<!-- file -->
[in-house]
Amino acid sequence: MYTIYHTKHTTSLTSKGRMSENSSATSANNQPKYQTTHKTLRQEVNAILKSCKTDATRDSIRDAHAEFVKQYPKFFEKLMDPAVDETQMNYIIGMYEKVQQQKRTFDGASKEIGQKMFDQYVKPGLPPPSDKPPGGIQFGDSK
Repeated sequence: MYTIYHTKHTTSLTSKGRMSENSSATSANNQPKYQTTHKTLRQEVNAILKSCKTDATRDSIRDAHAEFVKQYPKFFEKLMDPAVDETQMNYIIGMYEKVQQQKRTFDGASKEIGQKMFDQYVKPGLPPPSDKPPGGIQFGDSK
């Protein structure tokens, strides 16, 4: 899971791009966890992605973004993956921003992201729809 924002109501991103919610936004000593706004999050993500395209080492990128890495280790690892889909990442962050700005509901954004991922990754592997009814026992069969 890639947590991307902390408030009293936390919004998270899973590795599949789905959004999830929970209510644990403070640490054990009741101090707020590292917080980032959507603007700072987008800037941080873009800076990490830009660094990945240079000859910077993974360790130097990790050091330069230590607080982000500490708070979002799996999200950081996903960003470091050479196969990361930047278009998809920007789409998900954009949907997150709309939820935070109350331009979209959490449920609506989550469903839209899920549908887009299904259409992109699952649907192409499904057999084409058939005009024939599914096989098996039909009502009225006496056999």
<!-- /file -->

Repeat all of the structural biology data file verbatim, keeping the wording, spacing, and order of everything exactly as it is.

[in-house]
Amino acid sequence: MYTIYHTKHTTSLTSKGRMSENSSATSANNQPKYQTTHKTLRQEVNAILKSCKTDATRDSIRDAHAEFVKQYPKFFEKLMDPAVDETQMNYIIGMYEKVQQQKRTFDGASKEIGQKMFDQYVKPGLPPPSDKPPGGIQFGDSK
Repeated sequence: MYTIYHTKHTTSLTSKGRMSENSSATSANNQPKYQTTHKTLRQEVNAILKSCKTDATRDSIRDAHAEFVKQYPKFFEKLMDPAVDETQMNYIIGMYEKVQQQKRTFDGASKEIGQKMFDQYVKPGLPPPSDKPPGGIQFGDSK
């Protein structure tokens, strides 16, 4: 899971791009966890992605973004993956921003992201729809 924002109501991103919610936004000593706004999050993500395209080492990128890495280790690892889909990442962050700005509901954004991922990754592997009814026992069969 890639947590991307902390408030009293936390919004998270899973590795599949789905959004999830929970209510644990403070640490054990009741101090707020590292917080980032959507603007700072987008800037941080873009800076990490830009660094990945240079000859910077993974360790130097990790050091330069230590607080982000500490708070979002799996999200950081996903960003470091050479196969990361930047278009998809920007789409998900954009949907997150709309939820935070109350331009979209959490449920609506989550469903839209899920549908887009299904259409992109699952649907192409499904057999084409058939005009024939599914096989098996039909009502009225006496056999």